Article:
Shaman Drum bookstore:
Jane Addams, Twenty Years At Hull-House
Anna Deavere Smith, Fires In the Mirror
Nadia Wheatley and Donna Rawlins, My Place
Other reading assignments include online materials and a coursepack that will be available at Accucopy (518 East William Street). In addition, each project team will have a coursepack and perhaps other readings of its own; Project Coordinators will arrange for these materials.
Project and Seminar Writing: UC 313 asks you to do two, equally valuable types of writing. First of all, each project culminates in the production of some publicly useful product: for instance, a curriculum guide for a third-grade environmental education unit; a Website on the history of the Underground Railroad; or an exhibit to accompany a youth theater piece on Detroit in the 1940s. At the same time, you are asked to keep a project journal in which you write reflectively about your experience and your engagement with the themes of the course. The journal will work best for you as a tool for exploration if you make the writing straightforward but analytically serious, neither I. academic’ nor casual: think with it. You will be required to complete and submit four 23 page journal entries over the course of the term-although you may write as much as you like, of course-and to culminate the journal with a 6-8 page “think-piece” analyzing and assessing your project work at the end of the term.
Grading: Both your project work (60%) and seminar work (40%) will be taken into account in your grade. My assessment of your project work will include the effectiveness of your work with your team. your collaboration with other project partners, and the quality and timeliness of the product you create. My assessment of your seminar work will include your journal, your participation in class, and your leadership of discussion.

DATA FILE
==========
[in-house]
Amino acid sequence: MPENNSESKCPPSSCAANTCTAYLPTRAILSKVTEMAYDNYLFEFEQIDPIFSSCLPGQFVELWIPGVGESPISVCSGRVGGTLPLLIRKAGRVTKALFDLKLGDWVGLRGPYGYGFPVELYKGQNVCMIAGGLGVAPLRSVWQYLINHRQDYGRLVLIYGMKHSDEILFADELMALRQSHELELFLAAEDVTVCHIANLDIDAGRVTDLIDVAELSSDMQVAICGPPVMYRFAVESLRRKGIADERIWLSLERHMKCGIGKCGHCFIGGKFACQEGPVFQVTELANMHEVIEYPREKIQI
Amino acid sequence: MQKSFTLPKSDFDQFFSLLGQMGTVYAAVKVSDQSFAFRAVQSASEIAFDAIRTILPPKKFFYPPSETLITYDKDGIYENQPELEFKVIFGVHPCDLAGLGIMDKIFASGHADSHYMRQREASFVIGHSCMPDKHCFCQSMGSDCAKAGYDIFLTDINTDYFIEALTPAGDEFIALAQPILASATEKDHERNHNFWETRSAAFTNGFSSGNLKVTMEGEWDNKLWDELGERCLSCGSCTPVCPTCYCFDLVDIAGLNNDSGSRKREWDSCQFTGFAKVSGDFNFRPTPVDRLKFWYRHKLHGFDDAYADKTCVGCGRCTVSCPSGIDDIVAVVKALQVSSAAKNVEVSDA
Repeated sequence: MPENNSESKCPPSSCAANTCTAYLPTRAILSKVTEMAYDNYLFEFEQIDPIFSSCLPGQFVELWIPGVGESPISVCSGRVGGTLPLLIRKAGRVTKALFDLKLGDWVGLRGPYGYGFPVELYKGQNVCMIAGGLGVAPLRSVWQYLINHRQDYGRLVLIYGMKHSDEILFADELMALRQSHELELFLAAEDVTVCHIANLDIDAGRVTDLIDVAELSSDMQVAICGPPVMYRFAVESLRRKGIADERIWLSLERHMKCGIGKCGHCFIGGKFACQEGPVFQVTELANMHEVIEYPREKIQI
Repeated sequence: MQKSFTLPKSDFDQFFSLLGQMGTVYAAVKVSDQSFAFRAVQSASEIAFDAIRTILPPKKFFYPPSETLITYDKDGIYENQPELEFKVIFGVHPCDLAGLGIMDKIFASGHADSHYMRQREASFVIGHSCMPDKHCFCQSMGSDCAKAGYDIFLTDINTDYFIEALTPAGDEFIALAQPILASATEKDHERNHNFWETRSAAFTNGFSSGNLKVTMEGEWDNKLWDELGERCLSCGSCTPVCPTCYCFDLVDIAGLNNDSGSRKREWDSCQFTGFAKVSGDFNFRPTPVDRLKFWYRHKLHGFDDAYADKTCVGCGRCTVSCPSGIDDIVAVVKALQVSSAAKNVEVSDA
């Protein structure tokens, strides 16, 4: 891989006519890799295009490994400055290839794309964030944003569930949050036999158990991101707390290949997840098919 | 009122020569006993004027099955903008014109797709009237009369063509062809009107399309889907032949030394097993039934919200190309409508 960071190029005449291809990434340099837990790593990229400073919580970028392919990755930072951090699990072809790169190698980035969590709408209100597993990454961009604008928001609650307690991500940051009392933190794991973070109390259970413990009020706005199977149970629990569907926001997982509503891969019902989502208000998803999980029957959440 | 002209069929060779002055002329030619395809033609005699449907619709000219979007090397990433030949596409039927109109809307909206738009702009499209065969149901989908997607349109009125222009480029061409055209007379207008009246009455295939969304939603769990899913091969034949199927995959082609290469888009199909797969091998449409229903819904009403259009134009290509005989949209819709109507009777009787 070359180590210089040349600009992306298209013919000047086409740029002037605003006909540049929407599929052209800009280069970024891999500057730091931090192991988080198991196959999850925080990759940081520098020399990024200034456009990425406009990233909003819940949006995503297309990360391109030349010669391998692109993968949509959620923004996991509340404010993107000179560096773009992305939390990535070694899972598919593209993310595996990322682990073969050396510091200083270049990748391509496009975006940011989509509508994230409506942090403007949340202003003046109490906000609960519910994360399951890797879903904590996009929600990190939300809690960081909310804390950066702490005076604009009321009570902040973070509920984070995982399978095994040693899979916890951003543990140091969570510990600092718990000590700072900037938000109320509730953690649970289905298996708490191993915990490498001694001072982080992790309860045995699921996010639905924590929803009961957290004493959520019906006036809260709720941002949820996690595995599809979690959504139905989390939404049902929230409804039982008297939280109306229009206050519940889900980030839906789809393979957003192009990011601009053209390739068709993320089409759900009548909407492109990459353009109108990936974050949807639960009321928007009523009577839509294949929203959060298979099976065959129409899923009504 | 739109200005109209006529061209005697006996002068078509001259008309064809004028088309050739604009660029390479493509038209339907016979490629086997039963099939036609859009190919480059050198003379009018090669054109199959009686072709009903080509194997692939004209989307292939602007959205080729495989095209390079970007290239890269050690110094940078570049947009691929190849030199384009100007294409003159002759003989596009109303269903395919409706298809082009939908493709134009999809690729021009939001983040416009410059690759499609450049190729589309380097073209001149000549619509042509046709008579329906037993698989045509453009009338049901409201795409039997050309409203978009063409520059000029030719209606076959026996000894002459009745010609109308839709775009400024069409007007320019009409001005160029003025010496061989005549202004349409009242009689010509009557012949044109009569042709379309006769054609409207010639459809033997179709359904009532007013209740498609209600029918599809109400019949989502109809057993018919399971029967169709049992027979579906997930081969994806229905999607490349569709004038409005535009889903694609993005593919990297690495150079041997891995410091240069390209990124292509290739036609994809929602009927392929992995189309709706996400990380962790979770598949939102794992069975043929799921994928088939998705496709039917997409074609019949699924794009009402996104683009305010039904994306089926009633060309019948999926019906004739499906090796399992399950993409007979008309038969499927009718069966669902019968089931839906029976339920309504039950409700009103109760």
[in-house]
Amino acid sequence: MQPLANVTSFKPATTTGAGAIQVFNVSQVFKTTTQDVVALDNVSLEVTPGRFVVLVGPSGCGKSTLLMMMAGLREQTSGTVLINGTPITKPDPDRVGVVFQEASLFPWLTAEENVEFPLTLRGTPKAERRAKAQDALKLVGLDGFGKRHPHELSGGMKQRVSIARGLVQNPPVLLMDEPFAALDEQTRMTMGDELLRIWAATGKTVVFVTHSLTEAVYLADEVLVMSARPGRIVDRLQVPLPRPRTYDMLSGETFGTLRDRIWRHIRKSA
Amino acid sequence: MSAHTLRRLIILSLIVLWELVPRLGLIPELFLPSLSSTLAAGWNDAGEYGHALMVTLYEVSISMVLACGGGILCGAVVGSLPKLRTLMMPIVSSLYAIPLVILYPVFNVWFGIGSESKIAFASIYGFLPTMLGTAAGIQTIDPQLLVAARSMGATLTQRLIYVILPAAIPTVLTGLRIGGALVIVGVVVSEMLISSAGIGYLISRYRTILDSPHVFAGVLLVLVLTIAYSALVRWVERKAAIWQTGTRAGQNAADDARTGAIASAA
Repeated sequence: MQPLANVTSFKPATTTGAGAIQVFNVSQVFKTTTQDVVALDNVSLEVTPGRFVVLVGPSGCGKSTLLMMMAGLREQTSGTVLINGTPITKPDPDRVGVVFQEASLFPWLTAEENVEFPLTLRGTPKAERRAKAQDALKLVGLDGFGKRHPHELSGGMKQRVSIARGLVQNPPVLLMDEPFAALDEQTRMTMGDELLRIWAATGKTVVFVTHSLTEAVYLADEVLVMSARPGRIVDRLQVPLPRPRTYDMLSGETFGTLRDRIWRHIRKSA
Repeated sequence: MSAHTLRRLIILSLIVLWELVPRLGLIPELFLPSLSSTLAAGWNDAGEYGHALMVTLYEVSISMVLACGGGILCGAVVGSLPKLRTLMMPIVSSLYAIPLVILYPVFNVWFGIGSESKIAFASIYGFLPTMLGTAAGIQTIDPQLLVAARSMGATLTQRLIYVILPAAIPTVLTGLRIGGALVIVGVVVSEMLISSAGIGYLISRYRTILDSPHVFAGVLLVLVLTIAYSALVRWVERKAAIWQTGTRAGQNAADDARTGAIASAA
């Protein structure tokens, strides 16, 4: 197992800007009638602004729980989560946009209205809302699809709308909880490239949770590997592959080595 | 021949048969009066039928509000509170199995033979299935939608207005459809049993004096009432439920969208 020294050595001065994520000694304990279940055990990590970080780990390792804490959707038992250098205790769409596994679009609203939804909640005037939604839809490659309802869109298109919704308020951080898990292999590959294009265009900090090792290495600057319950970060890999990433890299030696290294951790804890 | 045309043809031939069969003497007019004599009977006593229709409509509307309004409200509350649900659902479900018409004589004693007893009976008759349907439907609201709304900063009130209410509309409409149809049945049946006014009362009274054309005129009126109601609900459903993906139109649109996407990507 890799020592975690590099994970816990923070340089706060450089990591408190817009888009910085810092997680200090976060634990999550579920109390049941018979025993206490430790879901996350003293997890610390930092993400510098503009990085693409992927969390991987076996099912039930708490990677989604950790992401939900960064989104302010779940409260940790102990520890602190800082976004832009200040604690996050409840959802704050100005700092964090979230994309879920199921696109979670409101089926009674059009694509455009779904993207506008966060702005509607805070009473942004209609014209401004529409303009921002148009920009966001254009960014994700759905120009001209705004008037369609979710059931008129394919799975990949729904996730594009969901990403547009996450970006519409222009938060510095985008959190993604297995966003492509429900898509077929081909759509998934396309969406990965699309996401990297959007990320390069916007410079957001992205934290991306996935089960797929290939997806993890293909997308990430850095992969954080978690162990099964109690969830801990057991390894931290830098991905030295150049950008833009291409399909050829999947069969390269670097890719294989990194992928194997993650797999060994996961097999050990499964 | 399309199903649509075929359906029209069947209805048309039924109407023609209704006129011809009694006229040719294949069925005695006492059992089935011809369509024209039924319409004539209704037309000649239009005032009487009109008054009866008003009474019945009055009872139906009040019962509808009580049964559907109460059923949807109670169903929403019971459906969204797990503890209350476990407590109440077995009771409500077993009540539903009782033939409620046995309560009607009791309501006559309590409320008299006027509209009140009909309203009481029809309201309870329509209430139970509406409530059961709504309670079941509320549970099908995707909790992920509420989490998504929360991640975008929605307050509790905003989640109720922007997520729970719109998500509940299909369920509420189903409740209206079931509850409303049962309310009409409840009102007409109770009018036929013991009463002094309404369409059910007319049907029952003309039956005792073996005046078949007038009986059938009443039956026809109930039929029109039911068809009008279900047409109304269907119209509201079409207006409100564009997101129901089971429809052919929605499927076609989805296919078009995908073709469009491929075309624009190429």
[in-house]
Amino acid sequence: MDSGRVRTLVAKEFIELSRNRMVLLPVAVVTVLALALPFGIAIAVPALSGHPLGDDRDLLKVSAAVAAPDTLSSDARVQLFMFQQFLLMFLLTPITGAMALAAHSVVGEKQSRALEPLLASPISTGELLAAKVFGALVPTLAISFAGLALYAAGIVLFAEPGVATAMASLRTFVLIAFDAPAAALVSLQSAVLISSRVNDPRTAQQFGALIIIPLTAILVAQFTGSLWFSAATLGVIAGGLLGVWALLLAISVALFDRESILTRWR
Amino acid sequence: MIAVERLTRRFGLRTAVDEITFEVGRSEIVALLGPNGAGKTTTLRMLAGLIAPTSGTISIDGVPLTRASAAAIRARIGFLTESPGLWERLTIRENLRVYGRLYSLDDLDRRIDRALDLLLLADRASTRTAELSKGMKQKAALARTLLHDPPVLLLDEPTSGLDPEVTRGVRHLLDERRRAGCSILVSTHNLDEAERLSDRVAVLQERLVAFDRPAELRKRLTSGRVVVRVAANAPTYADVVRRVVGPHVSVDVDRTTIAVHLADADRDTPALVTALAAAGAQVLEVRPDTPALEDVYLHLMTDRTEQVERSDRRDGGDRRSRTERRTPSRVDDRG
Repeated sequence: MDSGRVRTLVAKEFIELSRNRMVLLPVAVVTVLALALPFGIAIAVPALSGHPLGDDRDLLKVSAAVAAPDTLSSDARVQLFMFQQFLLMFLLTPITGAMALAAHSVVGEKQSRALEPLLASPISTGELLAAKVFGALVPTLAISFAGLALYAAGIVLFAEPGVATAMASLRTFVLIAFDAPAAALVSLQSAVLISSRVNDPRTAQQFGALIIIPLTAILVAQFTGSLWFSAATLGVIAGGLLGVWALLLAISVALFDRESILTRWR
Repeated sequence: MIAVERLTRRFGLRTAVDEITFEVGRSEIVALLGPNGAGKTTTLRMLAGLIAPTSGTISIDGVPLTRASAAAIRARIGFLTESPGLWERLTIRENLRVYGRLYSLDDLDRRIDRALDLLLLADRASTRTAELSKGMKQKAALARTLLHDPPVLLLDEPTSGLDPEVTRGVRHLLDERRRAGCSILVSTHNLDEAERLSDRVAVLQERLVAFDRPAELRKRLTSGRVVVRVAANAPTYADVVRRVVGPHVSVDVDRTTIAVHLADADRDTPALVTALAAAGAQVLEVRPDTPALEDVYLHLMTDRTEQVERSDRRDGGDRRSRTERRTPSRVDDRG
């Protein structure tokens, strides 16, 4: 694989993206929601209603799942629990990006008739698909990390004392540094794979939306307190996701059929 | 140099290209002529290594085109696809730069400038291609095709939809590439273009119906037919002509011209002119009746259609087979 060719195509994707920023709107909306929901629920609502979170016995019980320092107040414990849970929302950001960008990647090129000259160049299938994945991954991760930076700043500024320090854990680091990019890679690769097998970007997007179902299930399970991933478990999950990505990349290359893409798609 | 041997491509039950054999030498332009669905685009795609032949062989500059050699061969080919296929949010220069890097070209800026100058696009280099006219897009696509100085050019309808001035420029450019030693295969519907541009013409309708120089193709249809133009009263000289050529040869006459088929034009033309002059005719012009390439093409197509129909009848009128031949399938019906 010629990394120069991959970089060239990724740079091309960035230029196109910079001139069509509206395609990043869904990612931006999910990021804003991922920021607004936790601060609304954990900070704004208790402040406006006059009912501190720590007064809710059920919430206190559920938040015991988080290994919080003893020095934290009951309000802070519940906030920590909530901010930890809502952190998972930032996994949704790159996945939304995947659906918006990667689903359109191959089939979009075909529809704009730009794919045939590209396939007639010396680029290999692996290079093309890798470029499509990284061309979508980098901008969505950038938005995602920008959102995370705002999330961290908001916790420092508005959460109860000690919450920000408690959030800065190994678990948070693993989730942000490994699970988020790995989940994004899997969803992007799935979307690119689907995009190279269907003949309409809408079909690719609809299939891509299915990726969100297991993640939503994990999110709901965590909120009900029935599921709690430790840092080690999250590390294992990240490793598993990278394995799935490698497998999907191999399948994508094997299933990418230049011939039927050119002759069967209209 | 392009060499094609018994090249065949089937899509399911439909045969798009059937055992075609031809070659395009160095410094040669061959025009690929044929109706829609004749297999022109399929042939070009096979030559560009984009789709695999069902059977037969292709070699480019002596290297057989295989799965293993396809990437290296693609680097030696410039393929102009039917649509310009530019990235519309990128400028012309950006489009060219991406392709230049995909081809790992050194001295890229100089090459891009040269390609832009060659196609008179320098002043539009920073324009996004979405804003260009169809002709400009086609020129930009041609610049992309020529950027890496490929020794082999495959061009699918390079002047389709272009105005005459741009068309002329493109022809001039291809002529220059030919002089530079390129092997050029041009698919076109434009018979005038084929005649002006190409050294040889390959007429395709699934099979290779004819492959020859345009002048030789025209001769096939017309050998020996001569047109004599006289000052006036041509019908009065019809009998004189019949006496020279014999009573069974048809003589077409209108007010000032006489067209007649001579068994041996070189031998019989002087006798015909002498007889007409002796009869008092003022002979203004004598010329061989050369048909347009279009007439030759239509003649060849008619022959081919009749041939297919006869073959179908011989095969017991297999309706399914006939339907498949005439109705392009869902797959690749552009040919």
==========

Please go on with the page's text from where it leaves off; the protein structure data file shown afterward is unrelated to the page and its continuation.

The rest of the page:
NOTE: WITH THE EXCEPTION OF THURSDAY, JANUARY 11,
ALL THURSDAYS ARE RESERVED FOR PROJECT MEETINGS, NOT SEMINAR.
Readings marked (SD) are books available for purchase at Shaman Drum
Readings marked (AoC) are available at Arts of Citizenship, 232C West Hall
Readings marked (X) are in the seminar coursepack at Accucopy
Readings marked (W) are on the World Wide Web
ALL READINGS ARE REQUIRED
Th Jan 4: Introduction
T Jan 9: The Five P’s: An Overview of Project-Based Learning
These readings are a sample of work already produced for UC 313 projects:
Rebecca Poyourow, ‘Ifistorical Primer: 2001 Hastings Street” (AoC)
Students On Site Website, virtual historical bus tour of Ann Arbor
“Midnight Journey,” draft script of youth exhibit on Underground Railroad (AoC)
“Condition of Slaves,” Signal of Liberty (May 22, 1843), to be found in Students On Site Website (www.artsofcitizensbip.umich-edu/sos) (W)
“The Underground Railroad In Washtenaw County” (AoC)
“Environmental Legacies” curriculum plan (AoC)
Th Jan 11: Practices: Doing Archival Research
Presentation at Bentley Historical Library, 1150 Beal Avenue, North Campus
PLEASE BE ON TIME – EMAIL ME IF YOU NEED A RIDE
BY NOW, YOU SHOULD VE CHOSEN A PARTICULAR PROJECT
T Jan 16: Themes: What Is a Community?
Nadia Wheatley and Donna Rawlins, My Place (SD)
T Jan 23: Practices: Collaboration and Conflict In Public